Woman sits in her office in clinical setting

Darlene Aylward, a registered nurse with Health PEI, helps to coordinate the care of chronically ill people at home.

For a lot of older individuals who suffer from heart failure, diabetes or other chronic health conditions, multiple monthly emergency room visits are part of the normal routine.

Paul Young, administrator at Community Hospital, O’Leary, in Prince Edward Island, Canada, proposed a virtual hospital as a way for these individuals to receive efficient care while avoiding unnecessary hospital visits. 

The company’s use of a virtual hospital system snagged it the Gold Award in the Innovator of the Year category in the Home Care track of the 2021 McKnight’s Excellence in Technology Awards.

After receiving a $50,000 grant from the Canadian Agency for Brain Health Innovation in 2019, Young and his team got to work establishing a home care system that would link chronically ill individuals with a team of caregivers at the hospital. The virtual hospital technology was put in place in April 2020.

When patients receive care at home, they answer a daily questionnaire from an electronic tablet about their signs and symptoms that is then referred to Darlene Aylward, a registered nurse and the sole virtual caregiver at Community Hospital, O’Leary.

Aylward then reviews each patient’s data to monitor their vital signs as well as identify warning signals. “The system allows us to take a lot of preventative action,” she said.

If a patient’s vitals look abnormal, she is able to quickly call the patient, ask them additional questions, as well as forward the data to the patient’s primary provider.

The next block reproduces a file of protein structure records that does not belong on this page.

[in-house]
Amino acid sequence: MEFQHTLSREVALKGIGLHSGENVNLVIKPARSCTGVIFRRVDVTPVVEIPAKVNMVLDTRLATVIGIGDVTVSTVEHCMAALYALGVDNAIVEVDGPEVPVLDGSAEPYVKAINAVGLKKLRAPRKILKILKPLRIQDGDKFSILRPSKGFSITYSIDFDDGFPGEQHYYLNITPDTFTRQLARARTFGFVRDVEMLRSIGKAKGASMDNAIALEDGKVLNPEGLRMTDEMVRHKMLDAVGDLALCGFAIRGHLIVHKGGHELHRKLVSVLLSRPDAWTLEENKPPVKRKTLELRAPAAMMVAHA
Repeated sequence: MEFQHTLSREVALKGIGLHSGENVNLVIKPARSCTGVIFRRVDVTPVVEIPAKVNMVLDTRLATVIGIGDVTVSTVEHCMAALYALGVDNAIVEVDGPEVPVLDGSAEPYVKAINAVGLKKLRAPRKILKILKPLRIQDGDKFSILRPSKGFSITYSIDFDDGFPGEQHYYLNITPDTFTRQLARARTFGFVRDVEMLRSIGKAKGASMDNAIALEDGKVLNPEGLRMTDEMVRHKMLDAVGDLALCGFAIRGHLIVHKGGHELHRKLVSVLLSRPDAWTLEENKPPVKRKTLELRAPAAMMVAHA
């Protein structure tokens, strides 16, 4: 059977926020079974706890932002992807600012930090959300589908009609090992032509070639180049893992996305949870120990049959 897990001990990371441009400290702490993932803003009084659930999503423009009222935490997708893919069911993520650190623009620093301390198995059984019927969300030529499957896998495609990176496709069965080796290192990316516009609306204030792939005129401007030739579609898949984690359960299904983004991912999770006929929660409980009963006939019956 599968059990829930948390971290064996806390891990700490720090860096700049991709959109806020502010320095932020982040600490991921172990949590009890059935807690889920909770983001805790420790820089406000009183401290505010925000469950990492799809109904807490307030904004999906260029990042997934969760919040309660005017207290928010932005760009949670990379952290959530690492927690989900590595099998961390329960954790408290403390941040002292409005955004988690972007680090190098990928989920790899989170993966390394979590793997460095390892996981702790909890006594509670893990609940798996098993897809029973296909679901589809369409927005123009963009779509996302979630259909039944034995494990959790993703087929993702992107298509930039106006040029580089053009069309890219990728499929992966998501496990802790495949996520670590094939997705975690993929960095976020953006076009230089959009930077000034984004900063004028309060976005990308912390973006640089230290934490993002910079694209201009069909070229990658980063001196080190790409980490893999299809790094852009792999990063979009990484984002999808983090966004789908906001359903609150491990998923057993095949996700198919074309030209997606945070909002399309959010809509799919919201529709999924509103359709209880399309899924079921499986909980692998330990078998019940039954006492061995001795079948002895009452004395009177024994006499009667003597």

In the middle of a pandemic, the virtual hospital system allowed patients to quickly receive care while staying in their homes, avoiding the possibility of contact with the virus.

 “This technology allowed them to reach out at a time when they really needed it,” Young said.

The virtual hospital has seen many successes. One patient, a woman in her 90s, averted hospitalization after Aylward noticed one of her vitals was off. Her primary provider was able to quickly review her vital information and prescribe medication for the patient’s family to pick up from their local pharmacy, allowing her to quickly recover.

“The patients have a sense of relief because they know we are on the other end of the phone and can do what we can to help them with any situation,” Aylward said. 

Other Innovator of the Year awards in the Home Care track:

Cypress Living in Fort Myers, FL, received Silver for implementing technology that helps patients age in place. It instituted a virtual care platform to allow patients to easily schedule and customize appointments and brought in Ohmnhi Labs telehealth robots to assess patient health. The latter also allows medical assistants to perform telemedicine visits.

For more on the 2021 McKnight’s Tech Award winners, visit here.